Food and non-food contact surfaces should be cleaned and sanitized as necessary to prevent the conditions which can lead to an adulterated product. Use cleaning and sanitizing compounds that have been proven safe and effective, and follow their instructions for use closely.
Rodents, other animals and insects must be excluded from areas where poultry is slaughtered, processed and stored. Sewage and waste disposal systems must properly remove feces, feathers, trash, garbage and paper from the facility. Sewage must be disposed through a separate drainage system to prevent backup into other lines that could contaminate the slaughter, processing and handling areas.
Water supply and water, ice and solution rinse must comply with South Dakota drinking water regulations. If using a private well, it should be tested and meet the SD drinking water regulations. The SD Department of Environment and Natural Resources oversees the drinking water regulations or call 605-773-3754.
It’s critical that the people handling the poultry are healthy and stay clean throughout the entire process. A worker should not be allowed to handle poultry at any step of slaughter and processing if they are suffering from diarrhea, vomiting, jaundice, sore throat, fever, or if they live with or are exposed to someone experiencing a food borne illness. Clothes should be clean, hands washed and hair restrained. People handling and slaughtering live birds should be kept separate from processing, unless they have changed clothing and thoroughly washed hands and forearms.
Carcasses should be frozen quickly for the best quality and safety. If using a home freezing unit, chill the carcass to 40°F in an ice slush bath, package and spread out in the freezer allowing for air circulation. Do not overstock the freezer.
On-farm Poultry Slaughter and Processing Guidelines publications can be found at the Northeast Beginning Farmers Project website.
USDA FSIS Food Safety Education Program
Poultry may be purchased fresh or frozen. If chicken is fresh it must maintain a constant temperature at or below 40°F. This is difficult to attain if producers are transporting directly to the consumer or selling at a farmers’ market. Therefore, direct-marketed poultry is often in the frozen state. This would be the recommended method of sale to decrease the foodborne illness risks associated with unsafe food temperatures.
When purchasing the chicken at the farmers’ market make certain it has been and is in a frozen state. If it is not completely frozen, do not purchase the bird - this is an indication that temperature has been improperly controlled. As the consumer, you are responsible for keeping the bird frozen until you are home. If not going directly home, have a cooler with ice available.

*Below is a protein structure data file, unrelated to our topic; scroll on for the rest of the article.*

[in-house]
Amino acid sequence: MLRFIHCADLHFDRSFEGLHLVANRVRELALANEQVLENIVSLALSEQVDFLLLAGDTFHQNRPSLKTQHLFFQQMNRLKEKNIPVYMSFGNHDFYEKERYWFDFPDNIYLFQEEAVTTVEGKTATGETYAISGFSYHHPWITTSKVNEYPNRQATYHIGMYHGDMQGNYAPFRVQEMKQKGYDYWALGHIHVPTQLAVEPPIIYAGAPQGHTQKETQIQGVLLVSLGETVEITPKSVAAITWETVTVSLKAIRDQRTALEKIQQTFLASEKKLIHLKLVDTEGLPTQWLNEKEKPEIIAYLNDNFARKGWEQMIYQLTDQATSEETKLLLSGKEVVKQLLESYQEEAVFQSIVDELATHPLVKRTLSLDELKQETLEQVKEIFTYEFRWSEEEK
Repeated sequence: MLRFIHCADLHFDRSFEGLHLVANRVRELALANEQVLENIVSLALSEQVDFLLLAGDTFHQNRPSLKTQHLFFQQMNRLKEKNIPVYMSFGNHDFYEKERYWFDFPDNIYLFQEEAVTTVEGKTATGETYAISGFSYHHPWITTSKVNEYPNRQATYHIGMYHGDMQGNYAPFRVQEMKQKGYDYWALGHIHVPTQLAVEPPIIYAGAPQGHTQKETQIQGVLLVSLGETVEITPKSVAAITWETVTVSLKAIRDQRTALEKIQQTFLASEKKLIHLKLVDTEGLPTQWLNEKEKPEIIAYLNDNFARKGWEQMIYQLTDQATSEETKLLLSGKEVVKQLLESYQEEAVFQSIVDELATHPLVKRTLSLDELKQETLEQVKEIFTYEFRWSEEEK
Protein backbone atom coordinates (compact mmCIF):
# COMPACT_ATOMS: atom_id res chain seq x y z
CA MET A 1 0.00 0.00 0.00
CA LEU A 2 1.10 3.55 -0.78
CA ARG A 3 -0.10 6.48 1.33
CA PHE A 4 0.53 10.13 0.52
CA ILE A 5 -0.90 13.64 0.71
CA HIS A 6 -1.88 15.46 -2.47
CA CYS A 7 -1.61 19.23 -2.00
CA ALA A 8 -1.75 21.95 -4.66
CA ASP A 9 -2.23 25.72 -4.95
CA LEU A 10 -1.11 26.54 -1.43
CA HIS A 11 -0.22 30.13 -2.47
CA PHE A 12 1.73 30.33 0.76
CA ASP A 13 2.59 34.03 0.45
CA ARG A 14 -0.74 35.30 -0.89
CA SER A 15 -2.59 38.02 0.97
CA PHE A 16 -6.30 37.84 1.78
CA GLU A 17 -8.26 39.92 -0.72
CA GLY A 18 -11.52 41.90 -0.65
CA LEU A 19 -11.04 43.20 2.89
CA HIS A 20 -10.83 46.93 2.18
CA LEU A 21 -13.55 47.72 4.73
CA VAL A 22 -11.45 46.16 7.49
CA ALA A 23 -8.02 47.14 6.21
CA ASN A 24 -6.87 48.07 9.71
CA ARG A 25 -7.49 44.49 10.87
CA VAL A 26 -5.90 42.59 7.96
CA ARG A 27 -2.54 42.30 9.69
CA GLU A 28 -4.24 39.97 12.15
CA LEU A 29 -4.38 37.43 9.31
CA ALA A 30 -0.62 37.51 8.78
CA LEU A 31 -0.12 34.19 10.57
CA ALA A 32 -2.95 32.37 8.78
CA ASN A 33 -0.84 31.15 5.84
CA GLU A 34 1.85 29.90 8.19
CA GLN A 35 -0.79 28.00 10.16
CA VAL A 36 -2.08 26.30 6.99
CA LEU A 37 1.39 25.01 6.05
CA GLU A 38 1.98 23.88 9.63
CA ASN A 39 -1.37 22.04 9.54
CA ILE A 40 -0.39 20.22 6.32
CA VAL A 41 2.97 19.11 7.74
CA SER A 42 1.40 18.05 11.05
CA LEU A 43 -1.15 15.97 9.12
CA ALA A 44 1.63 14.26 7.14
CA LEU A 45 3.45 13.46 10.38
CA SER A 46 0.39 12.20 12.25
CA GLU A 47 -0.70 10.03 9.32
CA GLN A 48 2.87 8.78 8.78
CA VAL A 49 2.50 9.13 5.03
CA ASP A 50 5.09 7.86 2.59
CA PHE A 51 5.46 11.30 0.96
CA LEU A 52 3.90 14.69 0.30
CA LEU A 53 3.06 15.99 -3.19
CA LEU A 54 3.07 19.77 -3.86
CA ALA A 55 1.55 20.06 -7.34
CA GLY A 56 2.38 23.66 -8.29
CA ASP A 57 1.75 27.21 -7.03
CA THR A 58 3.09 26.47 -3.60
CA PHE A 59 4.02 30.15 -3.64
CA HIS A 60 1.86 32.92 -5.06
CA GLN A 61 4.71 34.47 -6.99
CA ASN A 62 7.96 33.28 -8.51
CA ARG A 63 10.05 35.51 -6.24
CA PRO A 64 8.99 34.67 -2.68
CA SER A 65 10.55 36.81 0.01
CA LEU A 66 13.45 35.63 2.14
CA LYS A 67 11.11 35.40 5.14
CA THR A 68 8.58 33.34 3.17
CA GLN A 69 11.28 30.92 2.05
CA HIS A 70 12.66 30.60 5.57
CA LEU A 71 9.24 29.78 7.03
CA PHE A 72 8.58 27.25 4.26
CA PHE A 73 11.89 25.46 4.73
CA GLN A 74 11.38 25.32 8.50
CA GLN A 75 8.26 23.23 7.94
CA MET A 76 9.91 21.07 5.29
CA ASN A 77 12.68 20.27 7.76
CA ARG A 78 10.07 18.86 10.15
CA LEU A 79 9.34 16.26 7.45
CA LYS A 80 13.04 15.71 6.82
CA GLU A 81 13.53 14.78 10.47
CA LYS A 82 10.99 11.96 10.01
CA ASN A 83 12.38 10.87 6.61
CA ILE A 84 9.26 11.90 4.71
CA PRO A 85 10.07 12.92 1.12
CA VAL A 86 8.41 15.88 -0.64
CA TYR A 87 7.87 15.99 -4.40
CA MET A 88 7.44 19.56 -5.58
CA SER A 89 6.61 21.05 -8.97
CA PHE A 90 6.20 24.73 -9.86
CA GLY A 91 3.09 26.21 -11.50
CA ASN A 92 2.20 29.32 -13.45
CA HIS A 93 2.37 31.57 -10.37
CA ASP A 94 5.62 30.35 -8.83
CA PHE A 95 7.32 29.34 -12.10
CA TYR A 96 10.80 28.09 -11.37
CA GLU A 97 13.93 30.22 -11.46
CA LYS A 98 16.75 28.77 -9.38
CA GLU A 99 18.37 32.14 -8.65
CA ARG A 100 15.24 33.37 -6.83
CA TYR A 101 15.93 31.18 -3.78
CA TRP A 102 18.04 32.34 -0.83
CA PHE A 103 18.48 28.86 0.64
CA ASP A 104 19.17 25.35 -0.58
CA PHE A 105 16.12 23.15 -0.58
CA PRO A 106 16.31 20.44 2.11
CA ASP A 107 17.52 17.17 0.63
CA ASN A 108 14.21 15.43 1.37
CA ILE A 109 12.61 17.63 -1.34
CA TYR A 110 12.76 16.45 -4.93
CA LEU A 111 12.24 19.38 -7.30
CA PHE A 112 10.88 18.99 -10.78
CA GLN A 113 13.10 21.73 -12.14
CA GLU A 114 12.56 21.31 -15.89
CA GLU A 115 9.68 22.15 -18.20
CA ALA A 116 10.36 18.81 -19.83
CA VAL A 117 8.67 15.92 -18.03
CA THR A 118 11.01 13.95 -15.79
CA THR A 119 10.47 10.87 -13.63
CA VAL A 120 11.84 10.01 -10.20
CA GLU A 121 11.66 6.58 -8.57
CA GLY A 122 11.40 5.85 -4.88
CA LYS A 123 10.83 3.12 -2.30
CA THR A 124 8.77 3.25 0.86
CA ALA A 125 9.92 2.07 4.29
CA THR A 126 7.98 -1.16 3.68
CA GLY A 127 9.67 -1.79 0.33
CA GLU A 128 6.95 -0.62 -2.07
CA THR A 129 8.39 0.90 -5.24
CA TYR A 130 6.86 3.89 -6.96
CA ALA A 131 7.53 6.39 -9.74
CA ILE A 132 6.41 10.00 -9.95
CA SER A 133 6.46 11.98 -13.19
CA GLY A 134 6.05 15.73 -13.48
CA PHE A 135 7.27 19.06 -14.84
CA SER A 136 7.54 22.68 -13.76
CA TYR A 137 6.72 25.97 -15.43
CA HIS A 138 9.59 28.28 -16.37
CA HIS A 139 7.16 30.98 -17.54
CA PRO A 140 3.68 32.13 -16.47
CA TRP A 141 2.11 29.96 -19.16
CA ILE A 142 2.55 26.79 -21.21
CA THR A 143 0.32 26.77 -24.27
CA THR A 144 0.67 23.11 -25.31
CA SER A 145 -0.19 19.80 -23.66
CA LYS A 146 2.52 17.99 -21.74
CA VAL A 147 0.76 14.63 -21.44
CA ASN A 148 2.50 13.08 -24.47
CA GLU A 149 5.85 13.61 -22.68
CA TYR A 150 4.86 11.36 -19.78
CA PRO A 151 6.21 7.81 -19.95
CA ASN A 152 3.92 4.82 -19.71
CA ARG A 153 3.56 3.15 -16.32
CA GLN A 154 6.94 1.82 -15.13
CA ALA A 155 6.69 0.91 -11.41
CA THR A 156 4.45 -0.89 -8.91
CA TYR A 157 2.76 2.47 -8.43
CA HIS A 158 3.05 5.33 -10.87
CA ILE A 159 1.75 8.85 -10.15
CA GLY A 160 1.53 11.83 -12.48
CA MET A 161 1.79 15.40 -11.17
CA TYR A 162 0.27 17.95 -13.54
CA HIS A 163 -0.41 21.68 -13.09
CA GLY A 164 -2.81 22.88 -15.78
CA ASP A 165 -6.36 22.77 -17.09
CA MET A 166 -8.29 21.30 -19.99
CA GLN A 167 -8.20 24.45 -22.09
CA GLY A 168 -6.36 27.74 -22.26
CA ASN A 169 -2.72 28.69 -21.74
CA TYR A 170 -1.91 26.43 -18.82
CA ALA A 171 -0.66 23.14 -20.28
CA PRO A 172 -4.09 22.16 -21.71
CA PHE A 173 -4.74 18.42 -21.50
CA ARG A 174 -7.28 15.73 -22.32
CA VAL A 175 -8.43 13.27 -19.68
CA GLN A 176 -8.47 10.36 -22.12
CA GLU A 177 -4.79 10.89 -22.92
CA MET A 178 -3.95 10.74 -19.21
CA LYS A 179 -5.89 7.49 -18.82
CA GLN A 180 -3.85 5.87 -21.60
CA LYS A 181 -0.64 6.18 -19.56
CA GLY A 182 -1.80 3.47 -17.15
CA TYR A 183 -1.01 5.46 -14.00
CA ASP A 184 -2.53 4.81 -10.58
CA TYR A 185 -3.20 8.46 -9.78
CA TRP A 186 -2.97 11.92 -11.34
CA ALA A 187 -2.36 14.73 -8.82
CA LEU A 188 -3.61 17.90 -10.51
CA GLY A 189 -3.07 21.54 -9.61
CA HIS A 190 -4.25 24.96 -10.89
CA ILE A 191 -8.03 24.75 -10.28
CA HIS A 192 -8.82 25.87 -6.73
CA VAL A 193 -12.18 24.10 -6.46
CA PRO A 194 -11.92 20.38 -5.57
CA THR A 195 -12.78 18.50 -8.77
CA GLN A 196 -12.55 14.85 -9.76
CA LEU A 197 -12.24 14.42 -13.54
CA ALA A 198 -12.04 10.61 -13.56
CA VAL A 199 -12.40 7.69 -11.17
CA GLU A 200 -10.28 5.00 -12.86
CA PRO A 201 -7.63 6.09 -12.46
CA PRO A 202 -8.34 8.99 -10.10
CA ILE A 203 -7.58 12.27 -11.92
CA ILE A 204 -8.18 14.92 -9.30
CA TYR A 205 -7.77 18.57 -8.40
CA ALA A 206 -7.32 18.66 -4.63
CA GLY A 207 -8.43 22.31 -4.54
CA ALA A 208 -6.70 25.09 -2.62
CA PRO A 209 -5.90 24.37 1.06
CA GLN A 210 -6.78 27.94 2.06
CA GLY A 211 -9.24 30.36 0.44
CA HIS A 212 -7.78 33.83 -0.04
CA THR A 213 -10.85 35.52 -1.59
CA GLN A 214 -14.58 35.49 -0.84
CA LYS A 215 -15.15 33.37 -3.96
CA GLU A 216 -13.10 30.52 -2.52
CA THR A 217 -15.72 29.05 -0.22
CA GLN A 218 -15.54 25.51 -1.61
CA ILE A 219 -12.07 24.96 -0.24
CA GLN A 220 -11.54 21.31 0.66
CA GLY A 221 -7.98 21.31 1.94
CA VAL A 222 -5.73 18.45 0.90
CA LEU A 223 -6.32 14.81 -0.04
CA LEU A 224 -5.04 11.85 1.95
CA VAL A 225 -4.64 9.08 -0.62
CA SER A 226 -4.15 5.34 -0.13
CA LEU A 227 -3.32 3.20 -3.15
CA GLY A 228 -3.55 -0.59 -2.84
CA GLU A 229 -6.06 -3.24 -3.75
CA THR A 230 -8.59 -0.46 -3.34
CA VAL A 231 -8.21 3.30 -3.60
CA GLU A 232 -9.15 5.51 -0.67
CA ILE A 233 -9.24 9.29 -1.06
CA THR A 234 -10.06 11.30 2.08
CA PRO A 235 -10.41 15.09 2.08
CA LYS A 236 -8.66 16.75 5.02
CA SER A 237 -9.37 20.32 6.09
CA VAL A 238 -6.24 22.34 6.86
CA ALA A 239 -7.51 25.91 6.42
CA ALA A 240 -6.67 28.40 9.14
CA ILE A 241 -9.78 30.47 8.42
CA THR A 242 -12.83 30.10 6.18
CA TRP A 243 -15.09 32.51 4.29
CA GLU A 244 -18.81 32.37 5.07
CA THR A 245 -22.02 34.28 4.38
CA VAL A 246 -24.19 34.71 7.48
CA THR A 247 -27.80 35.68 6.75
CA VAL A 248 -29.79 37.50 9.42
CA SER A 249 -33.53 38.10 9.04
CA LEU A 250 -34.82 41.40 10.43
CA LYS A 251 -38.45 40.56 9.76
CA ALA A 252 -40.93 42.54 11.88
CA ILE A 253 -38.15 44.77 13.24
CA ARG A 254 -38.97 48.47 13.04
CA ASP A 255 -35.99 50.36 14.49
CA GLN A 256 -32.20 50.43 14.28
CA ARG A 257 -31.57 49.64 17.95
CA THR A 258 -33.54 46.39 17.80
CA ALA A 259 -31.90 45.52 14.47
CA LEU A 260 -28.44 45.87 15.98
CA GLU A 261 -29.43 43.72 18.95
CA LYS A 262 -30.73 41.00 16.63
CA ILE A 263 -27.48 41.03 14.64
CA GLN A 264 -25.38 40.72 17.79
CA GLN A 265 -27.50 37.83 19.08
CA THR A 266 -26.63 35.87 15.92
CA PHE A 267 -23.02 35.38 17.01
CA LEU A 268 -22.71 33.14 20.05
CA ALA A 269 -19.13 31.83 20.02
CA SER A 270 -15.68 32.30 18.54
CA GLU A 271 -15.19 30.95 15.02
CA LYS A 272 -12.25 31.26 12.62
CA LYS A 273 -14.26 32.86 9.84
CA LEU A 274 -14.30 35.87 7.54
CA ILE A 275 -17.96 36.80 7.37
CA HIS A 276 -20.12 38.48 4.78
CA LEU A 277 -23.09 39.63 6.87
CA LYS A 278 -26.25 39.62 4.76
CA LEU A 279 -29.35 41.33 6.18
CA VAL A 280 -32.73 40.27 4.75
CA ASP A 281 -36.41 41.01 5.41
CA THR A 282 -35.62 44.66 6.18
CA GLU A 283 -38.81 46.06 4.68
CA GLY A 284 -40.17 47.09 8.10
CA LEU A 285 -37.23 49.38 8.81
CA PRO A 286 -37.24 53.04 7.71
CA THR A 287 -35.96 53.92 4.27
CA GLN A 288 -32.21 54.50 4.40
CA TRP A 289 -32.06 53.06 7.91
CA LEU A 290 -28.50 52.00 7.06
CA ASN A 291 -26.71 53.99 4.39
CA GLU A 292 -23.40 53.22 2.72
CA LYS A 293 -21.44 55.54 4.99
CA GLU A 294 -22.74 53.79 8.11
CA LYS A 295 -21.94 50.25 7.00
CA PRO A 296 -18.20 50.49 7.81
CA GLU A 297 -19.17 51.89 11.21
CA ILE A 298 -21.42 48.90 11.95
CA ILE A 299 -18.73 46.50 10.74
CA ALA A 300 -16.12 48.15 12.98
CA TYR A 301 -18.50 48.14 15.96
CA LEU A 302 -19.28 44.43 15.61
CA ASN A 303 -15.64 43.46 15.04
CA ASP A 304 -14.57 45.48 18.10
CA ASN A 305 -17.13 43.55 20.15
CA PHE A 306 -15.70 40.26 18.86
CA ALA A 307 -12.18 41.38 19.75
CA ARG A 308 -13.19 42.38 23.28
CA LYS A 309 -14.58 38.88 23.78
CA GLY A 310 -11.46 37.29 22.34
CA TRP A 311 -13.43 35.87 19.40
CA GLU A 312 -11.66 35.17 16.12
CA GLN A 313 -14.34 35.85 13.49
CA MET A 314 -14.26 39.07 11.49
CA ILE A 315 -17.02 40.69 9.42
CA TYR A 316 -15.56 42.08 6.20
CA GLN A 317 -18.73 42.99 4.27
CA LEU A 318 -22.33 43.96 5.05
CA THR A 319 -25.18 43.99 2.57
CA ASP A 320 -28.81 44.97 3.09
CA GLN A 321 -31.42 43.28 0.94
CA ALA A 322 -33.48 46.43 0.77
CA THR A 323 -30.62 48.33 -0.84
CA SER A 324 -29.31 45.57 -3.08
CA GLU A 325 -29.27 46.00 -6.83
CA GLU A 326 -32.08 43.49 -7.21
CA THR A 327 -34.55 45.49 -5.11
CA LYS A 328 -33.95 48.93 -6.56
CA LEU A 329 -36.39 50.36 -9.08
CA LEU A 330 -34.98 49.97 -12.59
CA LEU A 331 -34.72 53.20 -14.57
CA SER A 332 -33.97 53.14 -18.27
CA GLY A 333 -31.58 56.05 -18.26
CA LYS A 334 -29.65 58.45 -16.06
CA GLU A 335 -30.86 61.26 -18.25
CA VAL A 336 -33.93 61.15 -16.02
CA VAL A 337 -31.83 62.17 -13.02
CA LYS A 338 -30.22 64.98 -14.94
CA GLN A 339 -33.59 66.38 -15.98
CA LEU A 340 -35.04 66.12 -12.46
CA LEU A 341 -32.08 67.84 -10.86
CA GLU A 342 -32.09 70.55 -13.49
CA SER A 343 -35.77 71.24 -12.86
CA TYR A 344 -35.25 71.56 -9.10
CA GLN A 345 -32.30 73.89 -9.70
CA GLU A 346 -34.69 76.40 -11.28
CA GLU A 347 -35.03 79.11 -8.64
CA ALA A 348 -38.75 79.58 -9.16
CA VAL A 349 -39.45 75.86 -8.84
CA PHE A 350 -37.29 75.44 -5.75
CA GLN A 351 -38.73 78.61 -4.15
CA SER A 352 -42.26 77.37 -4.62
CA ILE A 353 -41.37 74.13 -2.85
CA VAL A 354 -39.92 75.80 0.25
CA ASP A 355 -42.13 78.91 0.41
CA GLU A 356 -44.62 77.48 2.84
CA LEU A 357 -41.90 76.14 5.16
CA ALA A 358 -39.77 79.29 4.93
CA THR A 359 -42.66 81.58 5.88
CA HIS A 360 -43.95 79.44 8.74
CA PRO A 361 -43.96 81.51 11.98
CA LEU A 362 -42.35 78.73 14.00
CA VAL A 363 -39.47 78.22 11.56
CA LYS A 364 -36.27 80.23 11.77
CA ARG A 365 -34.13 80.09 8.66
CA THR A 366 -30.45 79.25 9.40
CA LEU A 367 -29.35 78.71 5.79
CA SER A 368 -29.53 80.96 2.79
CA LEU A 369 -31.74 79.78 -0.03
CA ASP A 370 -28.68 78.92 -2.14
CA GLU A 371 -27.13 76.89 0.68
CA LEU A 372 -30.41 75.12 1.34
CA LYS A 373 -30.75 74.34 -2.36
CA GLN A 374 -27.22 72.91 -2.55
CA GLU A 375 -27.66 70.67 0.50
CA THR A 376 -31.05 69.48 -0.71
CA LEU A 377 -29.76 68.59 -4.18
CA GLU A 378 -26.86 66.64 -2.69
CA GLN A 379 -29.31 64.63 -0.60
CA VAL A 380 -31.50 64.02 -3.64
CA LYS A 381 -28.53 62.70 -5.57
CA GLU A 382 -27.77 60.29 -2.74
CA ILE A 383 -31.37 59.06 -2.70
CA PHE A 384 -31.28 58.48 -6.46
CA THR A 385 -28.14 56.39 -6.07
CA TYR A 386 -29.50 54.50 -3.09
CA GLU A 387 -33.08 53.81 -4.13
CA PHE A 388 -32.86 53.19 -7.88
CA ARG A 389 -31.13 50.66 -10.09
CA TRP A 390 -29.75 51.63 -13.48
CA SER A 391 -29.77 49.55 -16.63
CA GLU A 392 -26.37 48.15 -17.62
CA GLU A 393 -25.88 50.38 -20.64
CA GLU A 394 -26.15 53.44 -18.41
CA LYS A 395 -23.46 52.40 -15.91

Thaw frozen poultry in the refrigerator, in cold water or in the microwave (or a combination of the three). Thawing whole, bone-in parts or chicken breasts in the refrigerator requires time – 1 to 2 days. If using cold water, submerge chicken in airtight leak-proof package and change the water every 30 minutes. A whole bird would take approximately 2 to 3 hours and should be cooked immediately. If thawing in the microwave, go directly to cooking. Cooking can also serve as an option for thawing. Never cook frozen chicken in a slow cooker or microwave – thaw first. Recommended storage time for uncooked poultry in the refrigerator is 1 to 2 days and 3 to 4 days for fully cooked poultry.
Washing raw poultry before preparing is not recommended. Washing does not destroy bacteria on the surface of the chicken, but will spread bacteria from the skin to other foods, utensils and surfaces. This is called cross-contamination.
All poultry should be cooked to a minimum of 165°F (ground, whole or parts). Measure the temperature with a meat thermometer. The innermost part of the thigh and wing as well as the thickest part of the breast serve as the best locations to take the internal final temperature. This is the last stop to make sure the food is safe. There should be no compromise on final cooking temperature of poultry. Never partially cook poultry to finish cooking at a later time.
For more information on safe handling and cooking or poultry contact AnswerLine by calling 1.800.393.6636 (if calling from South Dakota).
- FSIS USDA Food-Safety-Education. Chicken from Farm to Table. Mar 24, 2015.
- Hegerfeld-Baker, J. July 2014. Selling Poultry at a Farmers’ Market in South Dakota. SDSU Extension. iGrow.org
- Jacob. J. May 5, 2015. Salmonella and Backyard Chickens. Small and Backyard Flocks
- Scheinberg, J.A. , Doores S., Cutter, C.N. 2013. A microbiological comparison of poultry products obtained from farmers’ markets and supermarkets in Pennsylvania. Journal of Food Safety 33 (2013) 259-264 © 2013 Wiley Periodicals, Inc.
- Newell, D. G., Fearnley, C. 2003. Sources of Campylobacter Colonization in Broiler Chickens. Appl. Environ. Microbiol. 69(8) 4343-4351.